Personally, I'm not wild about the stuff, but in this country I sometimes feel like I'm in a minority of one. Precisely who invented peanut butter is a matter of dispute. One solid claimant is Dr John Harvey Kellogg, of cornflakes fame, who in 1895 patented a process turning raw peanuts into a butter-like health food. Others say it dates back to the Aztecs and Incas. Indisputably, though, it is now utterly American, an $800m (£555m) chunk of a total US peanut industry worth $6bn annually. Each American gets through 3lb of it a year.
The Peanut Corporation of America is thus one guardian of a mighty national tradition. As a peanut processor, it buys nuts from farmers and turns them into meal, paste and butter, or plain roasts them, before supplying these products to other food companies, and directly to a variety of retail outlets as well as schools, nursing homes and other institutions.
Investigators have pinpointed the sources of the contamination, and insist it is fully under control. Even so, they have ordered the recall of 1,900 products (some of which the congressman brandished in his jar). And as always with health scares, the ripples have spread throughout entire product categories – hastened by reports that, in the wake of the salmonella outbreak, the authorities will declare peanuts per se a high-risk foodstuff.
Peanut butter ought to be a recession-proof comfort food, if ever there was one. Instead, sales have tumbled by 25 per cent, forcing some manufacturers to take out newspaper advertisements proclaiming their products are safe. According to The New York Times, fancy desserts such as peanut butter semifreddo have temporarily disappeared from menus at certain trendy eateries in the city.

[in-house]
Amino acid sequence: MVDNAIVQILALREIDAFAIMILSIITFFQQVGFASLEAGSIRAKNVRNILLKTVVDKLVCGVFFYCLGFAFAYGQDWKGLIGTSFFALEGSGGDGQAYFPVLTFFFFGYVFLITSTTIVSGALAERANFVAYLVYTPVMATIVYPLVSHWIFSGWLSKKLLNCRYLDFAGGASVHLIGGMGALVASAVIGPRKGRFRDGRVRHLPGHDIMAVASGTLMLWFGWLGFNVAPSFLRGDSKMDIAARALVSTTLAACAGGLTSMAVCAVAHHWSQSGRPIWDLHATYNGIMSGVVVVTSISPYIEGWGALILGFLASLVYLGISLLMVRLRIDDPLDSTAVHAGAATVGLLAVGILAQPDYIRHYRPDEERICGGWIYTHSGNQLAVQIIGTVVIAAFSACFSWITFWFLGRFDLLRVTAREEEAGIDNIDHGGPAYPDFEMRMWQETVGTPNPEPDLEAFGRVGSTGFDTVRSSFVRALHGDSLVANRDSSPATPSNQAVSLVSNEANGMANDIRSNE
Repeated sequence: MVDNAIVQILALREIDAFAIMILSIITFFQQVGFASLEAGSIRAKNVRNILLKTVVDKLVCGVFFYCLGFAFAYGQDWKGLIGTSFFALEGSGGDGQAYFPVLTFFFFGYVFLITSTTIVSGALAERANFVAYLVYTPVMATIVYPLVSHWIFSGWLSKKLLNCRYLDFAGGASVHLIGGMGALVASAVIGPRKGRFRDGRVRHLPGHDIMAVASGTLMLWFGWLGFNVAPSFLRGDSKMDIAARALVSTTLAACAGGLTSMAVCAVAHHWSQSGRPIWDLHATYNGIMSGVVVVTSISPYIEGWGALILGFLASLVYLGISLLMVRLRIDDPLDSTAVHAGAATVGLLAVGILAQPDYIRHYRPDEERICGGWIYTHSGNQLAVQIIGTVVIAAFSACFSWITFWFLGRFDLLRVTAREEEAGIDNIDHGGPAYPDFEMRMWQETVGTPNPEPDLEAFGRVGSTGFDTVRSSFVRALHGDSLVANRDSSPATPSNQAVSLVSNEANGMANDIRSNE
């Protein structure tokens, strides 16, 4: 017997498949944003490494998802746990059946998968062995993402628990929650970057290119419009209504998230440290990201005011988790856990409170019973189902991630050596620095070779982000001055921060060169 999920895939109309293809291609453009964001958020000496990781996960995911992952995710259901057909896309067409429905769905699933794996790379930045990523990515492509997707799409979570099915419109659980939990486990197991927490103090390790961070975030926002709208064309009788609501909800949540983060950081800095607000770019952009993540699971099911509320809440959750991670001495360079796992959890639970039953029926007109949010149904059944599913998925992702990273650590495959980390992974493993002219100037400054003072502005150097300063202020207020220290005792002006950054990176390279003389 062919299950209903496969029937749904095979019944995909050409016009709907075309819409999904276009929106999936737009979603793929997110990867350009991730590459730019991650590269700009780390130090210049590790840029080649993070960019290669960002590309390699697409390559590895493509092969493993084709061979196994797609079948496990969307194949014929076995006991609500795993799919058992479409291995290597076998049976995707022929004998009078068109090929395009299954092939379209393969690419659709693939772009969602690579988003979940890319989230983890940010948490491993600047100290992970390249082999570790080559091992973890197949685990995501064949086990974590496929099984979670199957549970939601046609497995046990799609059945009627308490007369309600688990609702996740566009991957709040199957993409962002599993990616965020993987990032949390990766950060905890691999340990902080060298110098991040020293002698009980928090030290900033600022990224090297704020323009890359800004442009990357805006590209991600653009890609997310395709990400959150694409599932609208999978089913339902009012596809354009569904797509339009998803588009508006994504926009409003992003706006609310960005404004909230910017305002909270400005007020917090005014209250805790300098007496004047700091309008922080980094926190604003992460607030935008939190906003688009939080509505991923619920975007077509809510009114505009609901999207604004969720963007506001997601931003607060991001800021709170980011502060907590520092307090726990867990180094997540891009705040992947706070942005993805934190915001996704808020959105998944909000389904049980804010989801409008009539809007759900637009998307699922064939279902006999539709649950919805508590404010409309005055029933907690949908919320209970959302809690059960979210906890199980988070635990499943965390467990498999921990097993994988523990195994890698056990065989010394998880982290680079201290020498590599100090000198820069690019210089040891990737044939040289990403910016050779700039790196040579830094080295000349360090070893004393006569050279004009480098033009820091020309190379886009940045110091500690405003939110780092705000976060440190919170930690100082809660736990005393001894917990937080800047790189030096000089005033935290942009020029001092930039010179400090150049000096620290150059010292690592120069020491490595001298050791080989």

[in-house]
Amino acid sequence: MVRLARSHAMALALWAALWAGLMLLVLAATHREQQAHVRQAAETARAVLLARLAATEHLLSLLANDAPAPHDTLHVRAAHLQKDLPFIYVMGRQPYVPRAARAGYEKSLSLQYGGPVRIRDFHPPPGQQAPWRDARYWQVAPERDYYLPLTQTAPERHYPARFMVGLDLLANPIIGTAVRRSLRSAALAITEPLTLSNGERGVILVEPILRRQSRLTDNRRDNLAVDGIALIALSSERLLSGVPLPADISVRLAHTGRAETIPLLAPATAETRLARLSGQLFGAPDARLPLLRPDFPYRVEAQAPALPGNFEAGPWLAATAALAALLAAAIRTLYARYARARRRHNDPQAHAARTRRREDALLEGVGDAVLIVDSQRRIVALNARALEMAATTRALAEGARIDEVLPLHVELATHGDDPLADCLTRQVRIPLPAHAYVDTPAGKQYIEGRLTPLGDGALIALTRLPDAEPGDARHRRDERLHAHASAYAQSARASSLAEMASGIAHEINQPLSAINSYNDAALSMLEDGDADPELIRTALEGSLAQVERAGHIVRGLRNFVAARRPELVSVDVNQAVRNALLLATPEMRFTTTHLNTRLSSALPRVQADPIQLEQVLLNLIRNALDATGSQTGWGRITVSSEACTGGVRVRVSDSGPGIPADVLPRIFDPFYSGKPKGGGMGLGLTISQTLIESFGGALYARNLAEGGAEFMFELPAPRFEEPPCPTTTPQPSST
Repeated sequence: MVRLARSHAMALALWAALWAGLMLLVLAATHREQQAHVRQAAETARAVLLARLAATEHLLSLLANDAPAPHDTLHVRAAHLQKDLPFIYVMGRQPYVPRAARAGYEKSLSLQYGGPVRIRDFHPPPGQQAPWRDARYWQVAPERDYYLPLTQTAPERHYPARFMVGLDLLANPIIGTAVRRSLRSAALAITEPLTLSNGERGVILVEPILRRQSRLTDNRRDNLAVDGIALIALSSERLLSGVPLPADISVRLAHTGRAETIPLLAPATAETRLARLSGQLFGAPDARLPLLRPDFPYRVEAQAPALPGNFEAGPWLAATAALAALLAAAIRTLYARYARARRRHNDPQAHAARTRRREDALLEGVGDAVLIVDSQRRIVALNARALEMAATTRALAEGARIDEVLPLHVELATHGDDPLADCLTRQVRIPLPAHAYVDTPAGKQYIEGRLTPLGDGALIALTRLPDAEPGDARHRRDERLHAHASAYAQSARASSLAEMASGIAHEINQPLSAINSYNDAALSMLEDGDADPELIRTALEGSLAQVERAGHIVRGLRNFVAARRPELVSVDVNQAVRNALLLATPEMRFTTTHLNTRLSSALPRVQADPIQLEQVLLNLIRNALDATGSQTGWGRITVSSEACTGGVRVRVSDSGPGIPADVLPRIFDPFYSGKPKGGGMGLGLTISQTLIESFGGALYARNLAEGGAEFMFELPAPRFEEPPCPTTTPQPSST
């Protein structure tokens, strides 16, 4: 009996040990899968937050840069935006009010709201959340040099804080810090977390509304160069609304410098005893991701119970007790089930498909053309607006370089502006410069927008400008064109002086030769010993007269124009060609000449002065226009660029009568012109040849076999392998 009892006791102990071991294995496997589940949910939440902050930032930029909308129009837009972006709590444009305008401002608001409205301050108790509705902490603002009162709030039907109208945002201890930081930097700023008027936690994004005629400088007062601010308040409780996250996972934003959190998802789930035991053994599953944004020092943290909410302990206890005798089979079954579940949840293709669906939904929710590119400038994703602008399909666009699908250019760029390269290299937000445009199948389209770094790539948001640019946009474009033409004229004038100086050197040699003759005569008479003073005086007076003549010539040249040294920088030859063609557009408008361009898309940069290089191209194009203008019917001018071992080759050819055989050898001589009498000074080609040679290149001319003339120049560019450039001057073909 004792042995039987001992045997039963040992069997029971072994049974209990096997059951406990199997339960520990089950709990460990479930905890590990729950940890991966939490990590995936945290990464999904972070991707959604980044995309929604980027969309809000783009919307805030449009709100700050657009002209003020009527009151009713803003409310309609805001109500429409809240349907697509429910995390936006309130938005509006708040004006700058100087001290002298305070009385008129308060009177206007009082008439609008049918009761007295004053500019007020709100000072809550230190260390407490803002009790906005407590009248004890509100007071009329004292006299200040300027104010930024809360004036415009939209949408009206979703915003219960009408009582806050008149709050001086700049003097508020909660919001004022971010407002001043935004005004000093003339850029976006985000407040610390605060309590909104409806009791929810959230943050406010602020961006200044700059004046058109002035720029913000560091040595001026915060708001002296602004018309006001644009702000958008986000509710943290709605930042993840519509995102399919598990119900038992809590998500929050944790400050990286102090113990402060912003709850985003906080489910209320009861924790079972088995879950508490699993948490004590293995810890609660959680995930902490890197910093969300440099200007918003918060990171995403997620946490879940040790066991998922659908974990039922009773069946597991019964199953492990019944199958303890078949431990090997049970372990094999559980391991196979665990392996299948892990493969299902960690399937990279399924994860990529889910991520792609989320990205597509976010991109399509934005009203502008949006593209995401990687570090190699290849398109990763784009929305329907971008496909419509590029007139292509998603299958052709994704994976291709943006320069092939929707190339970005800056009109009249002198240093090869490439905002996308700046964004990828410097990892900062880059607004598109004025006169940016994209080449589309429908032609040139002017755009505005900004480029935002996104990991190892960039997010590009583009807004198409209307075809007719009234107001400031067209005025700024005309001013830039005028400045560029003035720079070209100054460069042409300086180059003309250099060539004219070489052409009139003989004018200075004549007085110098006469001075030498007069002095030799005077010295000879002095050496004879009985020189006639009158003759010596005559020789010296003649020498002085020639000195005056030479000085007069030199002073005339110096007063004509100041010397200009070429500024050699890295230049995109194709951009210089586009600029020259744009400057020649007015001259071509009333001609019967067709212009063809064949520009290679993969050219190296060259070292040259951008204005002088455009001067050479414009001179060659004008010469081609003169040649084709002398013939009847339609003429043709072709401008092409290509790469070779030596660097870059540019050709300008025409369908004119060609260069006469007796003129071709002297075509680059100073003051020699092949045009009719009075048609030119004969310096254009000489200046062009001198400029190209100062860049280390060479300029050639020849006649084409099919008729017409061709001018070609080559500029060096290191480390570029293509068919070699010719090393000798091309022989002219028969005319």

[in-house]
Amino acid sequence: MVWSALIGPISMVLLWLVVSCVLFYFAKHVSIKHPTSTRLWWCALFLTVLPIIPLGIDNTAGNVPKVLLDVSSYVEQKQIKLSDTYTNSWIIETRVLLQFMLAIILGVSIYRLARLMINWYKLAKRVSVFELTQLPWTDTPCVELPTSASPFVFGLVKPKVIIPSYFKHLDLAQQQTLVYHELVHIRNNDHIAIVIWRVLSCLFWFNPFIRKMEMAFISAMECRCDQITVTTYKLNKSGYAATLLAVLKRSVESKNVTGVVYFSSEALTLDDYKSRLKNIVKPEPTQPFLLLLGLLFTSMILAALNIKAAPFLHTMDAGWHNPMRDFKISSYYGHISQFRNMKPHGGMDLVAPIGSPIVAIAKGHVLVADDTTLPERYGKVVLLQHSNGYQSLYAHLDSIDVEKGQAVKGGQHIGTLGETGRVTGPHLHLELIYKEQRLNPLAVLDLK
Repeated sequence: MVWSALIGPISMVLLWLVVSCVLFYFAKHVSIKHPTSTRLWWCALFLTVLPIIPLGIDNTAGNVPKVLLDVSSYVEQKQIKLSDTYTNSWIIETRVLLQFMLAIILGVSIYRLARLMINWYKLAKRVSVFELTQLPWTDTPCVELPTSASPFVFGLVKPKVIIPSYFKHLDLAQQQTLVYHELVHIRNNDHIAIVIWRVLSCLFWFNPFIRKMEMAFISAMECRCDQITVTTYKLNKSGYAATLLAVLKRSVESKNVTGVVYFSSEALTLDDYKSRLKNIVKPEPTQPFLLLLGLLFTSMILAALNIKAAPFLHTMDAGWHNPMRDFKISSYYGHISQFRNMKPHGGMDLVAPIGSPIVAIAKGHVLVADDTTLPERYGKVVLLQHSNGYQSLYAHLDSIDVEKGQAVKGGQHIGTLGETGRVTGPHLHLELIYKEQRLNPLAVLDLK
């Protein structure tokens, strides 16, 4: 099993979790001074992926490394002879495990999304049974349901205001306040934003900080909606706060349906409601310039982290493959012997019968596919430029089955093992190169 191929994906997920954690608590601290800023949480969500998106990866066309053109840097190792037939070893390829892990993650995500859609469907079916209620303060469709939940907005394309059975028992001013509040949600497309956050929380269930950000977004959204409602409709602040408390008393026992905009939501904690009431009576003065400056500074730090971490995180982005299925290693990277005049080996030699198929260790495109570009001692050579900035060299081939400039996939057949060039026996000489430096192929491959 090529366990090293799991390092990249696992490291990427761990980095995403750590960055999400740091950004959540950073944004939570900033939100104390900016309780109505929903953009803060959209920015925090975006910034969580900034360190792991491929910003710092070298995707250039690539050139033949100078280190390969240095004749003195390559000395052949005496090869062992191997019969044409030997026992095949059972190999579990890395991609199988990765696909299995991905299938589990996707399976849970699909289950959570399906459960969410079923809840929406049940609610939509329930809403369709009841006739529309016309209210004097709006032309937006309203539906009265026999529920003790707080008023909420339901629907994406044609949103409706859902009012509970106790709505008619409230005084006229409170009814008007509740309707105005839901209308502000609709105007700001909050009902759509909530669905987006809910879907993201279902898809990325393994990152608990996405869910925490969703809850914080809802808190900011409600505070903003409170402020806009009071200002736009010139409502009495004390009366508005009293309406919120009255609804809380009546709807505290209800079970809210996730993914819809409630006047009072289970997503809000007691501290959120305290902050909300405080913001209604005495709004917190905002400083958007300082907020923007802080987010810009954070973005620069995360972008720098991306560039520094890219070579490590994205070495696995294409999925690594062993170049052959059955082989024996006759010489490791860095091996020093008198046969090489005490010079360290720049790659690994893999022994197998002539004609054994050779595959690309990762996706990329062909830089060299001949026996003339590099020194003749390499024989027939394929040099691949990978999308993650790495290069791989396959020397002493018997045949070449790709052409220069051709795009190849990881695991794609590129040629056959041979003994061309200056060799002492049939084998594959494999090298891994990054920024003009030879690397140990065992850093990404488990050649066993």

For peanut farmers, the scandal threatens even greater disaster. Thanks to a bumper 2008 crop, there were simply too many peanuts on the market, even before the Peanut Corporation of America debacle – a surplus of 900,000 tons, or half a year's normal consumption. Now that consumption could plunge further. Confectionery companies are cutting orders of peanuts, it is said, because of declining sales of peanut candy.
One way or another, Stewart Parnell has much to answer for. As a rule, high-profile hearings on Capitol Hill are vehicles of self-promotion for the representatives and senators who hold them. This time, however, the theatrical public shaming was surely more than justified. Grinding recession is already misery enough – but now even dependable old peanut butter, standby of daily life for millions, cannot be trusted.
As Jeffrey Almer, whose mother died from the salmonella poisoning, told the hearing, "Cancer couldn't claim her, but peanut butter did." Could there be a more poignant American epitaph? Alas, Mr Parnell wasn't in the room to hear it.Reuse content